We must acknowledge that the Earth’s forests are burning, fascists are winning elections, global business is perversely incentivized, distrust is rampant, people are starving and sick, biodiversity is collapsing, algorithms are hacking our brains, and many people claim not to know what to believe in anymore. These are real things, but that does not mean they are the final word on our situation. My hope is to make a deeper connection with these apparent aspects of contemporary life, to integrate them, but not to be defined by them. Making authentic contact with whatever you believe are the problematic aspects of life is essential if our voluntary hopefulness is going to be sane and grounded. 

Perhaps we have misinterpreted many dark and futile feelings as a threat when they are actually only the watchful gargoyles at the entrance to a new and fertile kingdom? We know that something like this is true at least at the individual level. The principles of acknowledgment, acceptance and authenticity are important elements of personal psychological transformation. We should consider that they might also be important collectively, both within distinct cultures and in the inter-cultural and meta-cultural framing of an emerging planetary civilization. Pessimism may be a good ally at many scales. Contemporary cognitive science has suggested that pessimism usefully inhibits some of our inherited cognitive biases toward hasty, self-satisfied thinking and encourages human brains to make more accurate evaluations and predictions. Pessimistic automobile drivers are more likely to stay alert and follow safety-oriented precautionary rules than are cavalier, overly-confident drivers. A dash of skepticism and worry can be a good thing. You see—I’m even optimistic about pessimism! If pessimism can be a reason for optimism, and accepting your negative feelings can be a way of encouraging positive psychological transformation, then might it not be possible that hopelessness could be a cause for hope?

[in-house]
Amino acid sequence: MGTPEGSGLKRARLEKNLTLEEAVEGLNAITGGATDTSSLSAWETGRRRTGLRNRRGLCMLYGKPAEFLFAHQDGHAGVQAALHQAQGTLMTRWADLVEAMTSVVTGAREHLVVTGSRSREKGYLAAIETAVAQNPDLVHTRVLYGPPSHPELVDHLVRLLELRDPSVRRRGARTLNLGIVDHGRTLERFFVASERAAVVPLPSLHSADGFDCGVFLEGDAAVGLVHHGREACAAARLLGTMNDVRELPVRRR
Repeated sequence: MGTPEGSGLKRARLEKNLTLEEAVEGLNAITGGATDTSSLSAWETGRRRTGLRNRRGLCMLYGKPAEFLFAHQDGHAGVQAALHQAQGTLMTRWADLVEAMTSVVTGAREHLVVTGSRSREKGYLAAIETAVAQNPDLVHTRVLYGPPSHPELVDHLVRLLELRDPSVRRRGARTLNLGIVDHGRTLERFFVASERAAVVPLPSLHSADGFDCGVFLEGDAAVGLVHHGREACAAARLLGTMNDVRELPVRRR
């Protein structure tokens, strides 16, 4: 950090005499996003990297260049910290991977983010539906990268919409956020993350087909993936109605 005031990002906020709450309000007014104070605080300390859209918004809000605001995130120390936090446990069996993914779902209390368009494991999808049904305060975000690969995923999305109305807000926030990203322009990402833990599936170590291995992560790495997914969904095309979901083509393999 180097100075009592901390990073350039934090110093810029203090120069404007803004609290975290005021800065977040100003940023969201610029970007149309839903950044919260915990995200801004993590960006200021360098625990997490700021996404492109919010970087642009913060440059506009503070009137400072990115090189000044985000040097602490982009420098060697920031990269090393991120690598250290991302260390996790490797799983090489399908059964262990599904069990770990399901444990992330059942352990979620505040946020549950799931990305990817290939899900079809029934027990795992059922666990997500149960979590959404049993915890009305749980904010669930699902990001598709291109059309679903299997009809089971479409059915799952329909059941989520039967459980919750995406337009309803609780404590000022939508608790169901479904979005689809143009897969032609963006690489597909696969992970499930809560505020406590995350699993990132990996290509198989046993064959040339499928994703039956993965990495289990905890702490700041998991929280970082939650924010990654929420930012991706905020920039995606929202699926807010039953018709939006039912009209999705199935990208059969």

In episode #164 of the Lex Fridman podcast, neuroscientist Andrew Huberman describes the role that deliberate positive attitudes may play in allowing the reward chemical dopamine to modulate testosterone production. Cholesterol can be converted either into the stress hormone cortisol or into testosterone which, as Huberman explains, “makes effort feel good” (Huberman, 2021). Human nervous systems have a certain amount of wiggle room in terms of using intentional good feeling to predispose our neurochemistry toward productive efforts. The amount of influence you can have in this fashion is uncertain, and testosterone increases are not a magical pill with only positive effects; however, there is a general idea being elaborated here. It is that, within certain limits, our mind can use intentional affirmative gestures to skew the cultivation of our biochemistry in ways that make us more capable of the labors needed to rearrange our environment. Voluntary hopefulness—mixed with frustrations—may help to catalyze and fuel the activity of trying to improve our lives and our planet. I have a theory about what kind of activity that is, but that is for the following sections of this essay. 

There are unique challenges in this historical moment (dying, plastic-choked oceans and autonomous flying robots armed with bombs were not anything our ancestors had to deal with), but human cultures must still retain connection with those basic human mechanisms and skills that have evolved to help us in problem-solving efforts of all kinds. Choosing hope in the face of huge challenges reflects a circumstance that has confronted living organisms for a very long time. Every rhizomatic root-system under the soil faces a world that is dark, massive, uncertain and full of threats. Yet they give themselves and each other a signal that triggers them to reach into that darkness in hopes of creating appropriate organization and fertility.